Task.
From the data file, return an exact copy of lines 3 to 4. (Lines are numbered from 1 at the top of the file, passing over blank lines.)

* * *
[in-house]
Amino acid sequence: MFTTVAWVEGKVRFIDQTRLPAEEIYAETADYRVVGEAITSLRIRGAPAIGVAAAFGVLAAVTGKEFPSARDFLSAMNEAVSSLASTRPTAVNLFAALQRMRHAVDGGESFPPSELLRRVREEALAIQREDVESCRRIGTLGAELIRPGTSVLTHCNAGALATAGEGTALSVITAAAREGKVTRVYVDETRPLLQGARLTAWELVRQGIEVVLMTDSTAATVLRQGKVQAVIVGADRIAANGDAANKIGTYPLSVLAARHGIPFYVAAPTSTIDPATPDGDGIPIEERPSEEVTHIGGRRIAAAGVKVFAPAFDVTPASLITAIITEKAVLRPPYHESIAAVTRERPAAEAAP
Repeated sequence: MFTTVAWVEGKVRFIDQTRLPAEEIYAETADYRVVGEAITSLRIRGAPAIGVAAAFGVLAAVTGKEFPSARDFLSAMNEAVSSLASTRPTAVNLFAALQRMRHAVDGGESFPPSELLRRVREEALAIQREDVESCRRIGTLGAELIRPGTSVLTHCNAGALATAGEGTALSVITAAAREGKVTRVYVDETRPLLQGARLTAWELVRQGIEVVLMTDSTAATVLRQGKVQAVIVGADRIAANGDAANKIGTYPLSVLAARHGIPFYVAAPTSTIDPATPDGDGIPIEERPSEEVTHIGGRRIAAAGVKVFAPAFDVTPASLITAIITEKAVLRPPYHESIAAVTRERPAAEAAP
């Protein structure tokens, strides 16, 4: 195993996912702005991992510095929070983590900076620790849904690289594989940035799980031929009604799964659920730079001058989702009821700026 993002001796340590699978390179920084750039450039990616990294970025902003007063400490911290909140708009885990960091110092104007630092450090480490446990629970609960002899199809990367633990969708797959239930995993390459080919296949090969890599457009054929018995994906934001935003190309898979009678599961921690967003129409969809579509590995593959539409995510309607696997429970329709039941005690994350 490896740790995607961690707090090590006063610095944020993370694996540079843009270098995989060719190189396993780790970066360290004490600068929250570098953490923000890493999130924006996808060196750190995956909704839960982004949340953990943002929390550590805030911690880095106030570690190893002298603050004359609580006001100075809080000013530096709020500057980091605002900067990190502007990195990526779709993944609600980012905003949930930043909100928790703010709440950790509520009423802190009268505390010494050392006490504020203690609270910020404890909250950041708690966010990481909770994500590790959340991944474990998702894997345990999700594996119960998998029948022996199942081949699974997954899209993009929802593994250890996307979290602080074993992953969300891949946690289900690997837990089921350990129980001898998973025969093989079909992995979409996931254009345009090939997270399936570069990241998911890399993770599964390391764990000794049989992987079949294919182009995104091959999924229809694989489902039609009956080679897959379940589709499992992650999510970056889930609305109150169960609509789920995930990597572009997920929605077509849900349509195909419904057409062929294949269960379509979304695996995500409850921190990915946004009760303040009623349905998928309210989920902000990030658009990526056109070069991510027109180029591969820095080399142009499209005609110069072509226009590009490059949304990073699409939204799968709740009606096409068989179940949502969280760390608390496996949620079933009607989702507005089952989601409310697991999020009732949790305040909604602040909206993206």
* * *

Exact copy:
Repeated sequence: MFTTVAWVEGKVRFIDQTRLPAEEIYAETADYRVVGEAITSLRIRGAPAIGVAAAFGVLAAVTGKEFPSARDFLSAMNEAVSSLASTRPTAVNLFAALQRMRHAVDGGESFPPSELLRRVREEALAIQREDVESCRRIGTLGAELIRPGTSVLTHCNAGALATAGEGTALSVITAAAREGKVTRVYVDETRPLLQGARLTAWELVRQGIEVVLMTDSTAATVLRQGKVQAVIVGADRIAANGDAANKIGTYPLSVLAARHGIPFYVAAPTSTIDPATPDGDGIPIEERPSEEVTHIGGRRIAAAGVKVFAPAFDVTPASLITAIITEKAVLRPPYHESIAAVTRERPAAEAAP
């Protein structure tokens, strides 16, 4: 195993996912702005991992510095929070983590900076620790849904690289594989940035799980031929009604799964659920730079001058989702009821700026 993002001796340590699978390179920084750039450039990616990294970025902003007063400490911290909140708009885990960091110092104007630092450090480490446990629970609960002899199809990367633990969708797959239930995993390459080919296949090969890599457009054929018995994906934001935003190309898979009678599961921690967003129409969809579509590995593959539409995510309607696997429970329709039941005690994350 490896740790995607961690707090090590006063610095944020993370694996540079843009270098995989060719190189396993780790970066360290004490600068929250570098953490923000890493999130924006996808060196750190995956909704839960982004949340953990943002929390550590805030911690880095106030570690190893002298603050004359609580006001100075809080000013530096709020500057980091605002900067990190502007990195990526779709993944609600980012905003949930930043909100928790703010709440950790509520009423802190009268505390010494050392006490504020203690609270910020404890909250950041708690966010990481909770994500590790959340991944474990998702894997345990999700594996119960998998029948022996199942081949699974997954899209993009929802593994250890996307979290602080074993992953969300891949946690289900690997837990089921350990129980001898998973025969093989079909992995979409996931254009345009090939997270399936570069990241998911890399993770599964390391764990000794049989992987079949294919182009995104091959999924229809694989489902039609009956080679897959379940589709499992992650999510970056889930609305109150169960609509789920995930990597572009997920929605077509849900349509195909419904057409062929294949269960379509979304695996995500409850921190990915946004009760303040009623349905998928309210989920902000990030658009990526056109070069991510027109180029591969820095080399142009499209005609110069072509226009590009490059949304990073699409939204799968709740009606096409068989179940949502969280760390608390496996949620079933009607989702507005089952989601409310697991999020009732949790305040909604602040909206993206």